Journal is a game with problems. I was on board with so many things about it — wandering through the pages in a notebook, the shadow puppet interludes, the mystery of a young girl whose beloved diary has gone blank. It’s a simple game, one that revolves around talking to other characters and piecing the story together. I’m normally all for adventure games of this sort, but I had trouble getting into this one. The wandering was too open-ended, leaving me sometimes at a loss for what I should do next. There were incongruous moments where a character would reference a past event, and my character had full knowledge of what they were talking about. Weren’t we supposed to be filling in the blanks together? Apparently not. The effect left me feeling distanced from the story.
It wasn’t until the day after, when I started reflecting on the game, that it started to bother me. Really bother me. The more I thought about it, the more I didn’t want to write about it. I wanted to let this one lie. The nameless protagonist of Journal is a young girl, who I placed somewhere between eleven and fourteen. That’s an age range I do not like thinking about. And even though Journal’s girl was wrestling with things that I largely did not, the way she reacted to them left me feeling bruised.
Early adolescence was not an easy time for me (is it for anyone?). I was the weird kid, the nerdy kid, the kid with glasses and braces and acne. My clothes weren’t right. My hair wasn’t right. The fact that I usually got top scores on tests and projects did not do me any favors. The other kids reminded me of this on a daily basis, during the long walk between classrooms. There was a stretch in the seventh grade where I would eat my lunch as fast as humanly possible, then spend the remainder of recess acting as if I was on my way to do things. I would visit the bathroom several times, even though I didn’t have to use it. I would go to the locker bay and pretend to be searching for something in my belongings. I walked purposefully, zig-zagging my way around campus, trying to give the impression that I had somewhere to be. If I stopped, if I chose to read a book or doodle instead, someone might notice that I was spending lunchtime alone. That was the kiss of death.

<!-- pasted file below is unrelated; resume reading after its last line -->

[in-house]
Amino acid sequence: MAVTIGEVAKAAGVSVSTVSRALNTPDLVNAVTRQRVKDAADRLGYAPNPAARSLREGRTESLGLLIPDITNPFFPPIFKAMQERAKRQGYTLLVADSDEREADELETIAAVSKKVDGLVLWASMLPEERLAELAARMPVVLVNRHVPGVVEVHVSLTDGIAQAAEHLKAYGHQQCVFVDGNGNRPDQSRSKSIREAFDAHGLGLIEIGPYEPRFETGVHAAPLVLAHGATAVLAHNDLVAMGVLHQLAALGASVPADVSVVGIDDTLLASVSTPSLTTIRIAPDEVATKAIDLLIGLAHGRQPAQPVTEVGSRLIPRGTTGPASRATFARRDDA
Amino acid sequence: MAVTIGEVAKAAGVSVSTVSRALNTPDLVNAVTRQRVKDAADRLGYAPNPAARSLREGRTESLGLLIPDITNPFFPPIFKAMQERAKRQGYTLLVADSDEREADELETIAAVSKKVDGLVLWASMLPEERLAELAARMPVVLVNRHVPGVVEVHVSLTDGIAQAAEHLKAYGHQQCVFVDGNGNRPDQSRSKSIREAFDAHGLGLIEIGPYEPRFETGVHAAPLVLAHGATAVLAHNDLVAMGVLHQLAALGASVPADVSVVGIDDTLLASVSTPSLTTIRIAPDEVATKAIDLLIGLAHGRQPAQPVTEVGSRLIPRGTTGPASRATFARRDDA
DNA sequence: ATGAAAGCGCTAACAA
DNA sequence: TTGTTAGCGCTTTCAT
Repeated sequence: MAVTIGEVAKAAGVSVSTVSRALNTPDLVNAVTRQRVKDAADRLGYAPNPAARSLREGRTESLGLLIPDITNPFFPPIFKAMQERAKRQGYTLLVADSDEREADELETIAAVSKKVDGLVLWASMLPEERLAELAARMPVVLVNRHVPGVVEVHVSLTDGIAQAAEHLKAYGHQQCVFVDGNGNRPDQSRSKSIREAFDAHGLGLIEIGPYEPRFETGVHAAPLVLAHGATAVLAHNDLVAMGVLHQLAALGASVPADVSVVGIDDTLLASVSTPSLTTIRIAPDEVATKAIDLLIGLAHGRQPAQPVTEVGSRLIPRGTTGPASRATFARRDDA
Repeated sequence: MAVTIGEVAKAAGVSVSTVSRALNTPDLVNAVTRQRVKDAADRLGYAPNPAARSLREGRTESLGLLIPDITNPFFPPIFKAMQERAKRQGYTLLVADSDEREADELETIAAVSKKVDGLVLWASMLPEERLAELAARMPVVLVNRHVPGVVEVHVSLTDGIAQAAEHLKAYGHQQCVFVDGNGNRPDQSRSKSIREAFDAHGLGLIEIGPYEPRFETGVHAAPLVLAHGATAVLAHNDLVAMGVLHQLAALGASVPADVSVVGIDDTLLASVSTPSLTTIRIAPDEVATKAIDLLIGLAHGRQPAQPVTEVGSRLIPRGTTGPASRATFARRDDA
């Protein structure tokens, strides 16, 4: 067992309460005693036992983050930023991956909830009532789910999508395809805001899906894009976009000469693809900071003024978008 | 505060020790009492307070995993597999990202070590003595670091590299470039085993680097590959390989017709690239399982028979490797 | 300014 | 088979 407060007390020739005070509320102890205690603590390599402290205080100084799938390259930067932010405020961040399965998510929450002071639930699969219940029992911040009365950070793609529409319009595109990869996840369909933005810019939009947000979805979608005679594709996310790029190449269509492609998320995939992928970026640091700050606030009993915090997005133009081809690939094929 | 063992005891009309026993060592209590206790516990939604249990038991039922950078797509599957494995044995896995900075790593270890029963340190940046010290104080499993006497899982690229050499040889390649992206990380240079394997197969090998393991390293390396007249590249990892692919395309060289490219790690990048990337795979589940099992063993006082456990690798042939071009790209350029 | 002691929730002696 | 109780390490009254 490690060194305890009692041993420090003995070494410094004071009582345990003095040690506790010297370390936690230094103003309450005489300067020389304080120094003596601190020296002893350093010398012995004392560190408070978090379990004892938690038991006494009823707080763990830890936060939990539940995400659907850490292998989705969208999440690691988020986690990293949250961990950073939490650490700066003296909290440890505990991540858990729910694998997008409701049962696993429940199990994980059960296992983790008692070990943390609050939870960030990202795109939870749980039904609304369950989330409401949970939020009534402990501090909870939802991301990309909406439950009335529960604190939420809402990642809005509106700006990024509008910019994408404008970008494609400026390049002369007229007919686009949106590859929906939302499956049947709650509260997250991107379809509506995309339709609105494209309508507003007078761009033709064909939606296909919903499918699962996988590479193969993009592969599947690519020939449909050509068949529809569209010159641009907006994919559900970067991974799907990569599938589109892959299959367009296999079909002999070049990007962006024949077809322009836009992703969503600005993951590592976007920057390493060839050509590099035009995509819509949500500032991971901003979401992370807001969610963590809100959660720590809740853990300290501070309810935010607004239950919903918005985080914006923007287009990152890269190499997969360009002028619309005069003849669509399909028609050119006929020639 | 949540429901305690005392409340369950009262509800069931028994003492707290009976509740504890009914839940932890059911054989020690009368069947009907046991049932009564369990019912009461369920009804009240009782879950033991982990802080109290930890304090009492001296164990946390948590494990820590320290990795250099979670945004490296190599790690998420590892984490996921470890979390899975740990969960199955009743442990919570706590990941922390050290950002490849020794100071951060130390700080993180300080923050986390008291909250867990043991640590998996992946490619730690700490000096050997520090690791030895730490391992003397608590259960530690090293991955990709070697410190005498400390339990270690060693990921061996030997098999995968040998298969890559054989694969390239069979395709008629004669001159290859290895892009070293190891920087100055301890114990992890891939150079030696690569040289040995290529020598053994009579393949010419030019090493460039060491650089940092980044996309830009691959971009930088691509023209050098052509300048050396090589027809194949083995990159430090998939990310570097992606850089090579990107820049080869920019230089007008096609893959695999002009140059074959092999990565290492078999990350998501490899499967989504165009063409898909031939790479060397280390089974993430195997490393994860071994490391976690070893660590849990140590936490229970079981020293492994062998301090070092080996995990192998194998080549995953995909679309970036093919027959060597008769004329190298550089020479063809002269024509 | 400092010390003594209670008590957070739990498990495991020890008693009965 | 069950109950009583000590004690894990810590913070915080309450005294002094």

I stopped doing my homework. I stopped wearing my glasses, even though it meant that I couldn’t read the whiteboard. My grades, naturally, plummeted. My parents were frustrated and disappointed, as were my teachers. I sat through endless parent-teacher meetings where I’d just shrug and mumble when questioned. I never told any adults what was going on. I never told anyone that I was being bullied, that some kids had gotten into the habit of following me home, so they could continue yelling things at me from across the street. I never explained why my behavior was changing, because I didn’t understand it myself.
So when Journal’s protagonist gives her shy, awkward friend Elena a half-hearted apology for leaving her waiting alone on the playground for an hour, or when she ‘fesses up to playing a prank on nerdy know-it-all Anne, I got angry. I got angrier still as I was given dialogue options to lie to them about what I’d done. I knew that girl. The not-quite-popular kid who joins in on the bullying, not out of actual meanness, but out of desire for approval. The collaborator. I did not feel sorry for her.
But it was the little girl in me who was getting angry. Adult me was concerned. It was a similar feeling to one I’ve developed in recent years, as some of my friends have started having kids of their own. What had been going on with the kids who picked on me? What kinds of hurt had they been dealing with that made them want to hurt someone else? I have wondered this with particular regard toward the worst of my bullies, a spiteful boy who even the popular kids shied away from. What the hell had happened in that child’s life to make him lash out at everyone he met? Did he get help? Did he get better? (I went to high school with him as well. The prognosis was not good.)